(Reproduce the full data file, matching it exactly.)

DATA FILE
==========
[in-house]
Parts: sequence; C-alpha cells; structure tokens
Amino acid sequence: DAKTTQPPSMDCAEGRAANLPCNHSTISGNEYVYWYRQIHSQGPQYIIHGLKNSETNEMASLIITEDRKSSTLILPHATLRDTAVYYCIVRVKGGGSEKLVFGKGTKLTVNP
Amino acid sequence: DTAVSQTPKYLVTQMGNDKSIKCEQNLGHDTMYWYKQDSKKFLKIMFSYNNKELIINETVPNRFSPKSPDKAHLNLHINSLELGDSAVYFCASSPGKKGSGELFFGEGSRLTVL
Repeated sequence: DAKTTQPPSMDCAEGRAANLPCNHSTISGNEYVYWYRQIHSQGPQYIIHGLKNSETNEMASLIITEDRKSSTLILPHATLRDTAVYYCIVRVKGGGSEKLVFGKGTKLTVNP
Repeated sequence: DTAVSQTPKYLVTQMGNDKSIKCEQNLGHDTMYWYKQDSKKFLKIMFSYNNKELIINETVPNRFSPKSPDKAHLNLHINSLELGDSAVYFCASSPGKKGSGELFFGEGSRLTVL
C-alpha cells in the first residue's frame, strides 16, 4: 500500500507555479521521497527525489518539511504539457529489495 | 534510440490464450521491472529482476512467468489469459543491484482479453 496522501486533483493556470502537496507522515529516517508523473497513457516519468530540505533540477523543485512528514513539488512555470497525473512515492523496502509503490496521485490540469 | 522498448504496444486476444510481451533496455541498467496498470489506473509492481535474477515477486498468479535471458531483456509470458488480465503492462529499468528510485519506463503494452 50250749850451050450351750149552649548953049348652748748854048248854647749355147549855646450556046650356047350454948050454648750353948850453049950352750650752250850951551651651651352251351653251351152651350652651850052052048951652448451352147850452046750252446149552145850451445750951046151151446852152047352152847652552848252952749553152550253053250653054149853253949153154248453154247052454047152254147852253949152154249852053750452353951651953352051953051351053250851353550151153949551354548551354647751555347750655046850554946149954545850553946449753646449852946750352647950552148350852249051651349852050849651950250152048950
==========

[in-house]
Parts: sequence; C-alpha cells; structure tokens
Amino acid sequence: DAKTTQPPSMDCAEGRAANLPCNHSTISGNEYVYWYRQIHSQGPQYIIHGLKNSETNEMASLIITEDRKSSTLILPHATLRDTAVYYCIVRVKGGGSEKLVFGKGTKLTVNP
Amino acid sequence: DTAVSQTPKYLVTQMGNDKSIKCEQNLGHDTMYWYKQDSKKFLKIMFSYNNKELIINETVPNRFSPKSPDKAHLNLHINSLELGDSAVYFCASSPGKKGSGELFFGEGSRLTVL
Repeated sequence: DAKTTQPPSMDCAEGRAANLPCNHSTISGNEYVYWYRQIHSQGPQYIIHGLKNSETNEMASLIITEDRKSSTLILPHATLRDTAVYYCIVRVKGGGSEKLVFGKGTKLTVNP
Repeated sequence: DTAVSQTPKYLVTQMGNDKSIKCEQNLGHDTMYWYKQDSKKFLKIMFSYNNKELIINETVPNRFSPKSPDKAHLNLHINSLELGDSAVYFCASSPGKKGSGELFFGEGSRLTVL
C-alpha cells in the first residue's frame, strides 16, 4: 500500500507555479521521497527525489518539511504539457529489495 | 534510440490464450521491472529482476512467468489469459543491484482479453 496522501486533483493556470502537496507522515529516517508523473497513457516519468530540505533540477523543485512528514513539488512555470497525473512515492523496502509503490496521485490540469 | 522498448504496444486476444510481451533496455541498467496498470489506473509492481535474477515477486498468479535471458531483456509470458488480465503492462529499468528510485519506463503494452 50250749850451050450351750149552649548953049348652748748854048248854647749355147549855646450556046650356047350454948050454648750353948850453049950352750650752250850951551651651651352251351653251351152651350652651850052052048951652448451352147850452046750252446149552145850451445750951046151151446852152047352152847652552848252952749553152550253053250653054149853253949153154248453154247052454047152254147852253949152154249852053750452353951651953352051953051351053250851353550151153949551354548551354647751555347750655046850554946149954545850553946449753646449852946750352647950552148350852249051651349852050849651950250152048950